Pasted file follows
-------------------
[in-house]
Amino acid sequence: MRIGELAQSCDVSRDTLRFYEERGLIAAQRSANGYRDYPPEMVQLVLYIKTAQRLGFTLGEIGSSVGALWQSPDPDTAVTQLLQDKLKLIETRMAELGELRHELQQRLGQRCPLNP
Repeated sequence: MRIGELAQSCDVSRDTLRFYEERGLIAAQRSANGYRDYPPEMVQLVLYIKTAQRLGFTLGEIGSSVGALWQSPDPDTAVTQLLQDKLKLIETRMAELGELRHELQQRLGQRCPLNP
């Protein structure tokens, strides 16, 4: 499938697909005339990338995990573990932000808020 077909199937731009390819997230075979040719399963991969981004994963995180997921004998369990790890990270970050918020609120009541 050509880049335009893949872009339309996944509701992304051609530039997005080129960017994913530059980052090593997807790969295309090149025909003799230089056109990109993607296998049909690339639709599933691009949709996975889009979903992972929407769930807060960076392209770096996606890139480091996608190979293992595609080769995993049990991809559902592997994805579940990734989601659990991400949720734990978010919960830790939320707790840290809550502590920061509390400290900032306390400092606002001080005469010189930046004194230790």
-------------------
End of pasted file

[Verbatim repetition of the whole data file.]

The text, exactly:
[in-house]
Amino acid sequence: MRIGELAQSCDVSRDTLRFYEERGLIAAQRSANGYRDYPPEMVQLVLYIKTAQRLGFTLGEIGSSVGALWQSPDPDTAVTQLLQDKLKLIETRMAELGELRHELQQRLGQRCPLNP
Repeated sequence: MRIGELAQSCDVSRDTLRFYEERGLIAAQRSANGYRDYPPEMVQLVLYIKTAQRLGFTLGEIGSSVGALWQSPDPDTAVTQLLQDKLKLIETRMAELGELRHELQQRLGQRCPLNP
């Protein structure tokens, strides 16, 4: 499938697909005339990338995990573990932000808020 077909199937731009390819997230075979040719399963991969981004994963995180997921004998369990790890990270970050918020609120009541 050509880049335009893949872009339309996944509701992304051609530039997005080129960017994913530059980052090593997807790969295309090149025909003799230089056109990109993607296998049909690339639709599933691009949709996975889009979903992972929407769930807060960076392209770096996606890139480091996608190979293992595609080769995993049990991809559902592997994805579940990734989601659990991400949720734990978010919960830790939320707790840290809550502590920061509390400290900032306390400092606002001080005469010189930046004194230790």